The Corporatist Net Is Tightening

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In keeping with a recurring theme, on this site, a statement from Governor Raimondo that appeared in a Providence Journal blurb last Wednesday raises a central, fundamental question that nobody is asking as part of the discussion about how to move Rhode Island forward (or at least stop its backwards trajectory).  The topic has to do with government job-training programs:

“We have to put employers at the center of the process to determine what they need to hire workers,” she said, “It has to be employer-driven and it has to move at the speed of business.”

Here’s the question:  Why is it a legitimate government activity to shape the population to fit the needs of corporations?

Seriously.  I’m a free-market champion, and improving the business environment is critical.  But (1) that can be done by loosening, rather than tightening, the government’s grip on the reins, and (2) people, not businesses, must be central.  If businesses are telling the government what sort of employees they need, and if government is using its coercive advantages in order to shape the people to fit the request, that isn’t free market.  It’s corporatist and certain to result in long-term stagnation and a dismantling of the bridge between the have-nots and haves.



  • Mike678

    Add in the factor of time. Bureaucracies move slowly but the tempo of capitalism is fast–new technology and competition can shift markets and needs quickly. By the time the State institutes a requirement–coupled with the time it takes to produce said requirement–it is very likely the requirement will have changed. One need only look at the placement record of all the state and Federal job training programs–abysmal in general–to see how this will play out.

    Better to let people decide for themselves–it’s called freedom. Those that choose well will do well. Those that don’t can become RI politicians, batten on the successful, and work to ensure all are as miserable as they are. :)

  • Greg

    My god, what did Saint Gina learn in college? Certainly, she did not learn the tenants of free market capitalism and liberty. God help us with this lefty in charge.

    • Ed Major

      What did she learn you ask?She learned how to be secretive in her dealings. She learned how to keep the pension system non transparent with low rate of return and high hedge fund fees thus decreasing the return rather than sustaining and increasing it,..She learned how to lose almost a billion dollars in two years with her poor money management skills. And if anyone is interested in contributing to a transparent aforensic investigation of the pension by SEC atty Ted Siedle, please click on this link:
      https://www.kickstarter.com/projects/1525282896/rhohttp://www.providencejournal.com/article/20150414/NEWS/150419570/13748/NEWSde-island-state-pension-forensic-investigation
      She is not a democrat but a DINO who like her idol, Obama, wants the people to be dependent on the government for everything. And you are correct, Greg, God help us with this privatizer Obama clone in charge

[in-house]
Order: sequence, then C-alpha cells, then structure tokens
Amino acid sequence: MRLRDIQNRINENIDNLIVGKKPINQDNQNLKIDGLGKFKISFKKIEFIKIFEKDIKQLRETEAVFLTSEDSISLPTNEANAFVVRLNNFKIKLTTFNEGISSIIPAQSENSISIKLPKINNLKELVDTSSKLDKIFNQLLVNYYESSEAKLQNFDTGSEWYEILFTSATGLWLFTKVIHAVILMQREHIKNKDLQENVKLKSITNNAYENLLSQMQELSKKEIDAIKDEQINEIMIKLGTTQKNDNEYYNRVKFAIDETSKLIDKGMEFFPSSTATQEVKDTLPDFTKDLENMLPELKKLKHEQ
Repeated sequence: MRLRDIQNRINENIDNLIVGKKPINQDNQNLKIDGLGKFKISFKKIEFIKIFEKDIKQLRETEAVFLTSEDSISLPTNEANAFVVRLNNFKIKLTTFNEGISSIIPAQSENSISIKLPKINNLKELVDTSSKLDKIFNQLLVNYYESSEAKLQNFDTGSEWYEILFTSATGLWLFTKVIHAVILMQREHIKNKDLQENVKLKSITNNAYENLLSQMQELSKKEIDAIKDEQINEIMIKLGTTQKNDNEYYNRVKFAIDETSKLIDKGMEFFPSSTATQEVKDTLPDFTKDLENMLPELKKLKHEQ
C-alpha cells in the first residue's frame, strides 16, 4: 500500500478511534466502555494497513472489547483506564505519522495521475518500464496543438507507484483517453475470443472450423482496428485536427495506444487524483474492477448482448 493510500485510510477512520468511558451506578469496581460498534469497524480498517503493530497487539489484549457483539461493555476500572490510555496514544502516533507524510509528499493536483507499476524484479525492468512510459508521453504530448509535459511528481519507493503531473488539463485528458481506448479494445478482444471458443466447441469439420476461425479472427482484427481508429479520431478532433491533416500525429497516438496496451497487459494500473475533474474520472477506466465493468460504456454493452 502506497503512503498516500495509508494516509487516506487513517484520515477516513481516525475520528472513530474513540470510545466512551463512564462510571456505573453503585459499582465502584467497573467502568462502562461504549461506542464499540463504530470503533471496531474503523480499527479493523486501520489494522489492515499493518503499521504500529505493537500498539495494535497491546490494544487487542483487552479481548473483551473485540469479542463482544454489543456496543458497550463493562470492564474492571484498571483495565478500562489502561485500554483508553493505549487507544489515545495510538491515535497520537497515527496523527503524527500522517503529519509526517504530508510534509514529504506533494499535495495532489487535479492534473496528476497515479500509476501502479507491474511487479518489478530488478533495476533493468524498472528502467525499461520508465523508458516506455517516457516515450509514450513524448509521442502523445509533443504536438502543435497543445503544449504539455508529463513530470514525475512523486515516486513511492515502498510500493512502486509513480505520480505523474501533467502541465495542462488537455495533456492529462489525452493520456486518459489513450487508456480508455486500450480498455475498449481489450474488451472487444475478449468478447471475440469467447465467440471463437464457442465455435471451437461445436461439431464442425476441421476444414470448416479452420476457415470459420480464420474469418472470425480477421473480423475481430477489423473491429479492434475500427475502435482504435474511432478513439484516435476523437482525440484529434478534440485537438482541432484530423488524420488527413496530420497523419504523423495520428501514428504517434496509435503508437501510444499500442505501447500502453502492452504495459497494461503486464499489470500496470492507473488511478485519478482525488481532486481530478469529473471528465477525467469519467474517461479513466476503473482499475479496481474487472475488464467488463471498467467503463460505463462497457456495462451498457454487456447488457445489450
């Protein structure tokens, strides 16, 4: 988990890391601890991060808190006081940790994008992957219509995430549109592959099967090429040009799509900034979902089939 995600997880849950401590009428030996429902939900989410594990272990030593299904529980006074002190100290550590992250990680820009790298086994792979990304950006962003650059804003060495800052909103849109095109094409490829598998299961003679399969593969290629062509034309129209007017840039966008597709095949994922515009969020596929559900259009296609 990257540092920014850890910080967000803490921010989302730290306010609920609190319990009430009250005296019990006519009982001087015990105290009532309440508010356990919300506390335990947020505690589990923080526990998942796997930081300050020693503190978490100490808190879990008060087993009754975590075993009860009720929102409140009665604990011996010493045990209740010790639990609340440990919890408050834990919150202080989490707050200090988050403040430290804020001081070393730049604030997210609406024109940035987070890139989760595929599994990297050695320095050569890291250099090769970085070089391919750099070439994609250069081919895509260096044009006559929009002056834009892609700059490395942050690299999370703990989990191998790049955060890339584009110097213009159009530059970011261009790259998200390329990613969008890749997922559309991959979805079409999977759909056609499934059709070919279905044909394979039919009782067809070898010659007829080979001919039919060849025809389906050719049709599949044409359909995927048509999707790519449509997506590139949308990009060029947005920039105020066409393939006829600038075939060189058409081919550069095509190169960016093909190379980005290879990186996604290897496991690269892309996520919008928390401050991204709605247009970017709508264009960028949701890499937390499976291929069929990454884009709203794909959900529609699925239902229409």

• Warrington Faust

    I have never seen an actual listing of “skills” missing in the populace. Is it astrophysics, or reading, writing and ‘rithmatic. Is it specialized skills, or basic skills, that are missing? If it is the latter, then it surely is time for reconsideration of public education. People have “voted with their feet” on that one for generations.

    There was a time that large companies, Ford in particular, ran their own trade schools to develop employees.

    As does Mike678. I doubt the government is flexible enough. I noticed that Attleboro, Mass. ran a “machine shop” course in their vocational school until it was down to one student. It is harsh, but it could be said that CNC had “dumbed down” the occuparion of “Machinest”, and made it “machine operator”, 20 years ago.

    • Mike Mc

      I have an answer for this, though I am not standing behind but rather just an exposition:

      A perfect example is the “maritime skills gap.” http://www.gwb.ri.gov/pdfs/SkillsGapMfg2013.pdf

      There are tons of unfilled jobs, real, projected or otherwise, in RI in the maritime industry. Many of them are in ship’s systems such as electrical, combustion, etc. etc.

      The “gap” gets identified by research by a trade association in conjunction with the gov’t and lo and behold, a skills gap! Identifying the need, the gov’t starts to throw money in the trough. The NE Tech’s happily take the extra cash to expand their programs (along with IYRS et al.) The state then throws cash at citizens who endeavor to enter these programs.

      In theory, with the appropriate qualifications, RI lowers unemployment and assists the market/companies to find the skilled labor they need.

      I think this works to some degree, but does it work well enough? For the most part, it seems like a grab by certain organizations. Best intentions, and few poor consequences.. but its hard to know if the return is worth it. Effective? I dunno.

      I certainly don’t doubt this works out well for some graduates who gain the appropriate skills. There even may be a small handful who hear the bugle call and say “Oh! well since I already want to be an electrician, might as well go where the jobs are! Marine Electonics! Thanks RI Gov’t!”

      But that seems like a precious few. But who knows? Guess I should dig up the numbers.

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